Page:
6-4 Nancy, born in the town of Clay, Onondaga County, N. Y., Aug. 18, 1836. She married Edson McKoyse (McCoy). In early life Nancy and Ed. lived on a farm on the north side of the Caughdenoy road, just east of the Elias Duffany farm, and opposite the school house. After Edson died the farm was sold to Charles Baxter. Nancy lived with her children the remainder of her days, mostly in the vicinity of North Syracuse, raising melons and garden truck, She died near Central Square, Oswego County, N. Y.. where she had been living with a son, Harry-Jan. 28, 1925. The weather was so severe and the snow so deep that her body was held in a vault the rest of the winter for burial in the spring. Edson McKovse was a brother of "Hod" McKoyse. He died Jan. 28, 1890-aged 57.

6-5 Jacob, born in the town of Clay, Onondaga Co.. N. Y., Oct. 18. 1838. He died young, Nov. 10, 1847. It is said that this child was allowed to remain unnamed, being called "Bub" until he was five years old, when he named himself. Family tradition has it that the boy liked his uncle Jake (Jacob I. Young), and having readied the age of five without a name he announced that he was sick of being called Bub and henceforth (or words to that effect) he would be known as Jacob. May a kind Providence help the children of the poor!

6-6 Elizabeth, born in the town of Clay, Onondaga county, N. Y., Dec. 9, 1840. Married Isaac ("Ike") Lynn. They had one daughter, Mary. Apparently they lived in Baldwinsville during the early part of their married lives. Ike died there Nov. 24, 1873. Elizabeth and her daughter then made their home for some time with Elizabeth's brother Charles on the "Fifteen Acres" in Dutch Settlement. After her daughter Mary married Charles Quackenbush, Elizabeth made her home with them, dying there, in Clay, Feb. 18, 1920. She and Ike are buried in Pine Plains cemetery.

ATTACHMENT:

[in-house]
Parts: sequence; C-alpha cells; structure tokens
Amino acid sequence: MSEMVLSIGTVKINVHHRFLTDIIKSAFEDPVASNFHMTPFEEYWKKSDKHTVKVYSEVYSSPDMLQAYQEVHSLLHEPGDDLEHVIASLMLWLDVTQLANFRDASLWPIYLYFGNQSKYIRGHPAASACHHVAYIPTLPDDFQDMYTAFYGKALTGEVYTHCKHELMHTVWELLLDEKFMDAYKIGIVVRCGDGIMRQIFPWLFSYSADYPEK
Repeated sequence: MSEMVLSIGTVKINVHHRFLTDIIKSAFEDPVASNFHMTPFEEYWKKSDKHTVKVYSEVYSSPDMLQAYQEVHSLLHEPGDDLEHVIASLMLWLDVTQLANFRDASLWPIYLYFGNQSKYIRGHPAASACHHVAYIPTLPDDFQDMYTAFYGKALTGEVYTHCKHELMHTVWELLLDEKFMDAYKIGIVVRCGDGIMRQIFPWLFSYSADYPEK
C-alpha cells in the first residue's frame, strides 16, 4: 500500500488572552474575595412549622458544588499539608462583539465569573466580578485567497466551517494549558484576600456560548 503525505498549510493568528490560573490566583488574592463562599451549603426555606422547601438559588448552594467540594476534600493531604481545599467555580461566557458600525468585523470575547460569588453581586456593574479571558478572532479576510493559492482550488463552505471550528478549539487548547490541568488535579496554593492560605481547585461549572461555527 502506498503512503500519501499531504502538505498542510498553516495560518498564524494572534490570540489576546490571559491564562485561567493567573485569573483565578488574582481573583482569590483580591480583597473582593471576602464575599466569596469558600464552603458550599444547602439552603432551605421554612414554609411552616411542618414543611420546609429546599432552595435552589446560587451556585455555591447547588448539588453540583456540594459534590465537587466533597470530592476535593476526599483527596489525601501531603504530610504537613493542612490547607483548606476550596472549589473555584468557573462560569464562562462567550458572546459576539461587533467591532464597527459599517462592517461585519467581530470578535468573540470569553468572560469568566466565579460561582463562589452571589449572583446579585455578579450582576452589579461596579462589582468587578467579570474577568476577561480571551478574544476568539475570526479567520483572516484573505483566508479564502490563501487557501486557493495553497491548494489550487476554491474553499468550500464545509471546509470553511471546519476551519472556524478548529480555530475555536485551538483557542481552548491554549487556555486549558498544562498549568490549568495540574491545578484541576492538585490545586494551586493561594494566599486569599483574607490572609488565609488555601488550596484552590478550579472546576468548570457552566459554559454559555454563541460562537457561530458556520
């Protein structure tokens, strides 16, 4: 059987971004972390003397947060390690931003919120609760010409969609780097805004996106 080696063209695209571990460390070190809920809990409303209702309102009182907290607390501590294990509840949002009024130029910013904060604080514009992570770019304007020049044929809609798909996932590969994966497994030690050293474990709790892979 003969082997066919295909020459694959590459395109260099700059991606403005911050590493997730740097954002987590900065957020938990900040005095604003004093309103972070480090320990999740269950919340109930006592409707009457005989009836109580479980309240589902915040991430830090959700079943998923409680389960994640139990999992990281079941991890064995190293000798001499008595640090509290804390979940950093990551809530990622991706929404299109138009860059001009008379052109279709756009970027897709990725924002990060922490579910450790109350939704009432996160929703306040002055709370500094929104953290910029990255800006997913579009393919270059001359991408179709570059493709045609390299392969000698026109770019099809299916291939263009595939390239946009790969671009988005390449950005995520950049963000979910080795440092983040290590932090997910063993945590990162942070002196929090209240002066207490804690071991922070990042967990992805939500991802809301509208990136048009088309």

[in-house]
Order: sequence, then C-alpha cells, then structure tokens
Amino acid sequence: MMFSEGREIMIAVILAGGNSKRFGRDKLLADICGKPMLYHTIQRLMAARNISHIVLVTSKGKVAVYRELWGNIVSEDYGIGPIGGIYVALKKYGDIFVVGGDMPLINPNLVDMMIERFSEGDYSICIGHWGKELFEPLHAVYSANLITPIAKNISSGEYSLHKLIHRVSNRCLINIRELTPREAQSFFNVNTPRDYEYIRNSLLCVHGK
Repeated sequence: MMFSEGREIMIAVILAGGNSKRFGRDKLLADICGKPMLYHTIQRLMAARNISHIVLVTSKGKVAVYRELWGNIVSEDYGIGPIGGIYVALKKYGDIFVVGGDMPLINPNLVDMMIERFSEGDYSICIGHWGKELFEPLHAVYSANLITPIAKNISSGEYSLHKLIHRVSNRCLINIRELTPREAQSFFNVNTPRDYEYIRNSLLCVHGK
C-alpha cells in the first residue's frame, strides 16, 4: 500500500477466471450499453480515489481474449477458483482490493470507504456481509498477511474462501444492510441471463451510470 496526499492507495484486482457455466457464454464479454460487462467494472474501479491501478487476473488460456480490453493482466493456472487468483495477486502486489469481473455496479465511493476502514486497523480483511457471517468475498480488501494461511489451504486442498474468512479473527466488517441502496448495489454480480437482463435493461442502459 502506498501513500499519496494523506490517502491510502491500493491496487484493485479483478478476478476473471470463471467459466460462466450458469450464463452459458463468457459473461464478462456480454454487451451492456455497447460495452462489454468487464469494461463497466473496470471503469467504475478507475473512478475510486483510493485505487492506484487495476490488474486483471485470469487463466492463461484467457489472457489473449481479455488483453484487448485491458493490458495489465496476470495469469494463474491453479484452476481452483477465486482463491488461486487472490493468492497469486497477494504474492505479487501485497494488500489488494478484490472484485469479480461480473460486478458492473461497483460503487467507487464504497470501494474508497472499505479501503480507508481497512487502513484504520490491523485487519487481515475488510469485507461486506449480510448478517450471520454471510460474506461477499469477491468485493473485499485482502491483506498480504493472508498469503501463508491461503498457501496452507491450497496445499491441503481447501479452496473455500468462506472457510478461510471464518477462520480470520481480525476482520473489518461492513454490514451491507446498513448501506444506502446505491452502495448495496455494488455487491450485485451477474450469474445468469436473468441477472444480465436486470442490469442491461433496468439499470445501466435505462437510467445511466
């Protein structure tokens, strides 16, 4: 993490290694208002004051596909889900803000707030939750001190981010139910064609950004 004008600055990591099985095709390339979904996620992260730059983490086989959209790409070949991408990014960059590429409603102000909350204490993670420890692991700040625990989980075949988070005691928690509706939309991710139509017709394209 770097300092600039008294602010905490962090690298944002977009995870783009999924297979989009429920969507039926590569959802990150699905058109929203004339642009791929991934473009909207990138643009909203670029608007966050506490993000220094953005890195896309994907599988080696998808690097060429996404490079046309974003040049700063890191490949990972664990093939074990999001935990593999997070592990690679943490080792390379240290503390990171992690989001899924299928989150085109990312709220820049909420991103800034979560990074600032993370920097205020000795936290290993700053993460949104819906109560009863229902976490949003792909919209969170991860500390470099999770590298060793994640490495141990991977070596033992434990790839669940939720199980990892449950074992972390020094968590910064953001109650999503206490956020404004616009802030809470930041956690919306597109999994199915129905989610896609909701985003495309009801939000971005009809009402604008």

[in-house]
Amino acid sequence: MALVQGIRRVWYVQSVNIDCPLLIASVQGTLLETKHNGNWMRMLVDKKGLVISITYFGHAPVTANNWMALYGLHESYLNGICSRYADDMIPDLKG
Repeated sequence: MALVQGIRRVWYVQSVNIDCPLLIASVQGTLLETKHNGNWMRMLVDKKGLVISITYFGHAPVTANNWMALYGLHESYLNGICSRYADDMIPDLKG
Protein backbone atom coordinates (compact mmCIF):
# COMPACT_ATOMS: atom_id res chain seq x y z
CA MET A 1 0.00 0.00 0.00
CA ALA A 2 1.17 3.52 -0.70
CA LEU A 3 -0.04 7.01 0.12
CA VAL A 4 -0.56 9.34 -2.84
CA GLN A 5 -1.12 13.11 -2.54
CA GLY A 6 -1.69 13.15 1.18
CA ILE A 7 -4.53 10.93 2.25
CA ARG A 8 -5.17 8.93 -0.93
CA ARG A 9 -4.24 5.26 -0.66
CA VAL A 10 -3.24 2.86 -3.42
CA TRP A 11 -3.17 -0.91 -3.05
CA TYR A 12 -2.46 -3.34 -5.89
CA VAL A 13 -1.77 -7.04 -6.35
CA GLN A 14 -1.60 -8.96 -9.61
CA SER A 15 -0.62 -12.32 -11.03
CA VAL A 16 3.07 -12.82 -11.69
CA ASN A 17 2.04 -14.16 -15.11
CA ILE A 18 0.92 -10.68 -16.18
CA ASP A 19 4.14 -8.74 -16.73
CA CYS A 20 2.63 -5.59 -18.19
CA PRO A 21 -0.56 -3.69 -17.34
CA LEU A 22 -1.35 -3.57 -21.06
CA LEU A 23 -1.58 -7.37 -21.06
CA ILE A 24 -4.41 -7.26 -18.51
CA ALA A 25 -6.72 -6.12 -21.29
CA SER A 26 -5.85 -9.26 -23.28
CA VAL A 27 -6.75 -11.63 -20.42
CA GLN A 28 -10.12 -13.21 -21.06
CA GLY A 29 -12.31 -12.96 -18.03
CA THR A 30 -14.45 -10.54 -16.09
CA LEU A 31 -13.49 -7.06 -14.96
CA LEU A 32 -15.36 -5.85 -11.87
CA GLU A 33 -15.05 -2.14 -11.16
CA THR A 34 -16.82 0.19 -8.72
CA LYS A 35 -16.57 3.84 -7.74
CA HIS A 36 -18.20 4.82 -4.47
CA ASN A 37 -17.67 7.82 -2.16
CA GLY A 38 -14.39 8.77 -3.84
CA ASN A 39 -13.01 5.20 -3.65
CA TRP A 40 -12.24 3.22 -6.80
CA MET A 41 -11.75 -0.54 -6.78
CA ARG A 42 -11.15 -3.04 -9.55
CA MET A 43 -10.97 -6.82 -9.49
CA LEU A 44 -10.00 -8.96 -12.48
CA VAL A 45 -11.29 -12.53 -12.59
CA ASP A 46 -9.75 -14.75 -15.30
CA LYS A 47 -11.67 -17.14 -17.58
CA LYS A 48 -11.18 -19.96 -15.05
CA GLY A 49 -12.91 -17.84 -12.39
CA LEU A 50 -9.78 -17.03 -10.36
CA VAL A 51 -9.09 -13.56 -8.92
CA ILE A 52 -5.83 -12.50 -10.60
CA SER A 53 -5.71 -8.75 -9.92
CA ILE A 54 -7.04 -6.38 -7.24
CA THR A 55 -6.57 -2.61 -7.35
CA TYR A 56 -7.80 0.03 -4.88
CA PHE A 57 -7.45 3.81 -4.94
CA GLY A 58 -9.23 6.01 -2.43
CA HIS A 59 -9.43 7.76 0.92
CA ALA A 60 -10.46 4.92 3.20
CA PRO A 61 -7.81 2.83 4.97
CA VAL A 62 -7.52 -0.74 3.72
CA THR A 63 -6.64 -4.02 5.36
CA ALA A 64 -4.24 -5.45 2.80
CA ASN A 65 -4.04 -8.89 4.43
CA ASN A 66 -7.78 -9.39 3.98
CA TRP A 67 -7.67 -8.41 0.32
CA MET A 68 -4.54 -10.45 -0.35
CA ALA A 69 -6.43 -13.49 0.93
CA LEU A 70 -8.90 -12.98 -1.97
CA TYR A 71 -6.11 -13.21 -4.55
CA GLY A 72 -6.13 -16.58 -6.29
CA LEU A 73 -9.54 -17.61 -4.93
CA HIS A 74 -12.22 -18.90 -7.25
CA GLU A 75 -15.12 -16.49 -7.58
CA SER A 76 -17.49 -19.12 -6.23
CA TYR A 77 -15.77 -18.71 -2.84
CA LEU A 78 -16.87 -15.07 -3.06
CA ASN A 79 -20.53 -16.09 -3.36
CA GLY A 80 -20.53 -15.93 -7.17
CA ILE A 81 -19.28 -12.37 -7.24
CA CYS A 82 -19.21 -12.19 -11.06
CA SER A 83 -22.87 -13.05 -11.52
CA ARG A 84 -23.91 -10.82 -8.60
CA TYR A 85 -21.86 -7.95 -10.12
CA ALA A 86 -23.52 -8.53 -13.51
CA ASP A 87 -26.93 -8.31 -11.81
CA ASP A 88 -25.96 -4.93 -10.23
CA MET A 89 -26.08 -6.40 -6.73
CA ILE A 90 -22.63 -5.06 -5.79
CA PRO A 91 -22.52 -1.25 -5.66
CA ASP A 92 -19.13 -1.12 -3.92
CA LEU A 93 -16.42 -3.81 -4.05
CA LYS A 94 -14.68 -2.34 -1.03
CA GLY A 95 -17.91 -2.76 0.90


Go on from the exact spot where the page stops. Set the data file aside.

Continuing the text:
6-7 Mary, born in the town of Clay, Onondaga county, N. Y., March 27, 1842. She died young-about seven years old-March 16. 1849.

6-8 Lydia, born in the town of Clay, Onondaga county, N. Y., May 9, 1843. She also died young. She is said to have died from the effects of burns.

The story is that her older sister, Sarah, who was about 14 or 15 years old at the time, was caring for the children-Lydia and her brother Charles-the latter between two and three years old. Apparently they were all huddled before the old wood-burning parlor stove, and it must have been very hot. It appears that the children were either "carrying on", as they used to say, or Sarah was trying to hold them on her lap, and let them fall against the stove. The younger child, Charles, sustained a very bad burn, from his wrist to his elbow, the scar of which he carried through life. Lydia died of hers. It was said than an old-Indian doctor, who lived in the neighborhood, (about a mile east of Euclid), was called in to "talk the fire out" of their burns.

6-9 Charles, born in the town of Clay, Onondaga County, N. Y., April 20, 1847; married Anna Shepard, a daughter of Daniel Shepard and Barbara Baum, Dec. 15, 1871. They were married in Clay, by Rev. Benj. Diefendorf; Oliver Shaver (Shafer) and Stephen Diefendorf, witnesses.

Anna Shepard was born Jan. 8, 1850, either in the town of Cicero or of Clay. At that time there were no birth records kept by the towns, and in her declining years she could not remember in which place she was born. Her parents, Daniel and Barbara, apparently lived in Dutch Settlement, nearly opposite the Young "fifteen acres" at the time Charles and Anna were married; but it is understood that they had previously lived on the "Mud Mill road" east of the village of Cicero. "Shepard's Point", west of South Bay on Oneida Lake, seems to have been to the Shepard family what Dutch Settlement was to the Youngs. Many by that name are buried in the old private cemetery on what has long-since been known as Shepard's Point, about a mile and a half east of Brewerton, on the south shore of Oneida Lake. The Shepard's were English and said to have been Quakers.